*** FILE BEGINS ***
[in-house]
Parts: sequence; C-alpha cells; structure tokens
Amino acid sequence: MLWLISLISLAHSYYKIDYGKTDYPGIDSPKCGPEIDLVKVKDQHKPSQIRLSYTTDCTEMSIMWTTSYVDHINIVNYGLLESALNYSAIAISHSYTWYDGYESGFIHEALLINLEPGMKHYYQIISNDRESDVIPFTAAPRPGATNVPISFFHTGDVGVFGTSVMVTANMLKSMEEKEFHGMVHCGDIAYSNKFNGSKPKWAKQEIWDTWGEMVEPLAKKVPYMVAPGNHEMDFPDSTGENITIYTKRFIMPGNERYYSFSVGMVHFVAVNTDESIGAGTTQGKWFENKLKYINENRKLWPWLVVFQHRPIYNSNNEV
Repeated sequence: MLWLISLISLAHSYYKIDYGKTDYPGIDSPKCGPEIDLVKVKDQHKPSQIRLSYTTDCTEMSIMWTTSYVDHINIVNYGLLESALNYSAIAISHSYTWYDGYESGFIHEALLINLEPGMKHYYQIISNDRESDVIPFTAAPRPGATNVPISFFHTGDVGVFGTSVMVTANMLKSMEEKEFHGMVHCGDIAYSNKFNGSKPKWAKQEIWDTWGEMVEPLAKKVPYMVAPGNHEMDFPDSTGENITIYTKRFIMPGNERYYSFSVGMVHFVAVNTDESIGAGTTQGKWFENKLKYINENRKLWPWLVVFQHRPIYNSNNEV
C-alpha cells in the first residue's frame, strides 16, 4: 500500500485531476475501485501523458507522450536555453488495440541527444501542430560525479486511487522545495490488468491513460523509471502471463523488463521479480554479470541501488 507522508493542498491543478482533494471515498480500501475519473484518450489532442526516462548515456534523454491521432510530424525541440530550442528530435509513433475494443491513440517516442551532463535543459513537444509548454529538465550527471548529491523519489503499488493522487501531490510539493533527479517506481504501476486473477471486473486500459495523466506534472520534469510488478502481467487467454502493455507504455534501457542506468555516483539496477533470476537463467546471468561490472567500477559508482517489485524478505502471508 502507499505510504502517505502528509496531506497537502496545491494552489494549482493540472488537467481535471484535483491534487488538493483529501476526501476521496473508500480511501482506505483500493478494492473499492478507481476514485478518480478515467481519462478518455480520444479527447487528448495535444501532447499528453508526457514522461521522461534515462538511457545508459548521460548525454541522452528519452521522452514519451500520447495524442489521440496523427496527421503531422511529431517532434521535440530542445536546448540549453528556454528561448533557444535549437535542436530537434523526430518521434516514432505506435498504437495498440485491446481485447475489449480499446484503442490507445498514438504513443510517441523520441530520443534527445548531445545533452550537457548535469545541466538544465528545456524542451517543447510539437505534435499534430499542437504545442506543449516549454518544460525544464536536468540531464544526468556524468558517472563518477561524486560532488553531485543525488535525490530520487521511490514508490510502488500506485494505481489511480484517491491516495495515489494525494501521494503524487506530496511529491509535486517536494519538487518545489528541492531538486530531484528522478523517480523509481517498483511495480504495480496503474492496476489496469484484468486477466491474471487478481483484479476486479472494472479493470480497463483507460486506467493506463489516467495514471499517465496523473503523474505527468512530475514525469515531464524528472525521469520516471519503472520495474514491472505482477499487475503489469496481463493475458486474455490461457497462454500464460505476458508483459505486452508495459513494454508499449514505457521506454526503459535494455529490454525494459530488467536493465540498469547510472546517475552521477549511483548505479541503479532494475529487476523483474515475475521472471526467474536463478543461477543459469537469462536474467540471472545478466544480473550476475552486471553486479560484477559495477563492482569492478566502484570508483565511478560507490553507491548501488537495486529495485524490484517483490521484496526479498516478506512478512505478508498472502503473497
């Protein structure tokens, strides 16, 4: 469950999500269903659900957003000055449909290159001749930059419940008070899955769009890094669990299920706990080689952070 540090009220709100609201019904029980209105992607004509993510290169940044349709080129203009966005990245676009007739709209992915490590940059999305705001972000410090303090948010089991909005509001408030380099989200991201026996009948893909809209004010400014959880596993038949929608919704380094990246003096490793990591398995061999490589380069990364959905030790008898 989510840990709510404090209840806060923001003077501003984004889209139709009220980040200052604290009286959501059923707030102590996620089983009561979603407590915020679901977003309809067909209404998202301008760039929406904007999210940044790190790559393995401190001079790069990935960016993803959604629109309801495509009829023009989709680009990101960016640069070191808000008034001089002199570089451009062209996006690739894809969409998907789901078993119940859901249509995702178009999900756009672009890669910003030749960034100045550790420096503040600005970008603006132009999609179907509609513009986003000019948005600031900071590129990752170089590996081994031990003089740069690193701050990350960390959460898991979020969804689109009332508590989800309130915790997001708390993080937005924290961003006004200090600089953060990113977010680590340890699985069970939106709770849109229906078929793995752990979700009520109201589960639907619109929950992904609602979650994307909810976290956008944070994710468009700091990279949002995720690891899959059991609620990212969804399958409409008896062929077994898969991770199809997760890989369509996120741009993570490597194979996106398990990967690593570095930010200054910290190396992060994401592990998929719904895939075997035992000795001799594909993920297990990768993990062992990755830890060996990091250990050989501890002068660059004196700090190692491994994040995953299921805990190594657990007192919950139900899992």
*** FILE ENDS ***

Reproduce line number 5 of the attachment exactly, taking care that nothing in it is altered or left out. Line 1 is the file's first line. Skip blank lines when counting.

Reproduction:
C-alpha cells in the first residue's frame, strides 16, 4: 500500500485531476475501485501523458507522450536555453488495440541527444501542430560525479486511487522545495490488468491513460523509471502471463523488463521479480554479470541501488 507522508493542498491543478482533494471515498480500501475519473484518450489532442526516462548515456534523454491521432510530424525541440530550442528530435509513433475494443491513440517516442551532463535543459513537444509548454529538465550527471548529491523519489503499488493522487501531490510539493533527479517506481504501476486473477471486473486500459495523466506534472520534469510488478502481467487467454502493455507504455534501457542506468555516483539496477533470476537463467546471468561490472567500477559508482517489485524478505502471508 502507499505510504502517505502528509496531506497537502496545491494552489494549482493540472488537467481535471484535483491534487488538493483529501476526501476521496473508500480511501482506505483500493478494492473499492478507481476514485478518480478515467481519462478518455480520444479527447487528448495535444501532447499528453508526457514522461521522461534515462538511457545508459548521460548525454541522452528519452521522452514519451500520447495524442489521440496523427496527421503531422511529431517532434521535440530542445536546448540549453528556454528561448533557444535549437535542436530537434523526430518521434516514432505506435498504437495498440485491446481485447475489449480499446484503442490507445498514438504513443510517441523520441530520443534527445548531445545533452550537457548535469545541466538544465528545456524542451517543447510539437505534435499534430499542437504545442506543449516549454518544460525544464536536468540531464544526468556524468558517472563518477561524486560532488553531485543525488535525490530520487521511490514508490510502488500506485494505481489511480484517491491516495495515489494525494501521494503524487506530496511529491509535486517536494519538487518545489528541492531538486530531484528522478523517480523509481517498483511495480504495480496503474492496476489496469484484468486477466491474471487478481483484479476486479472494472479493470480497463483507460486506467493506463489516467495514471499517465496523473503523474505527468512530475514525469515531464524528472525521469520516471519503472520495474514491472505482477499487475503489469496481463493475458486474455490461457497462454500464460505476458508483459505486452508495459513494454508499449514505457521506454526503459535494455529490454525494459530488467536493465540498469547510472546517475552521477549511483548505479541503479532494475529487476523483474515475475521472471526467474536463478543461477543459469537469462536474467540471472545478466544480473550476475552486471553486479560484477559495477563492482569492478566502484570508483565511478560507490553507491548501488537495486529495485524490484517483490521484496526479498516478506512478512505478508498472502503473497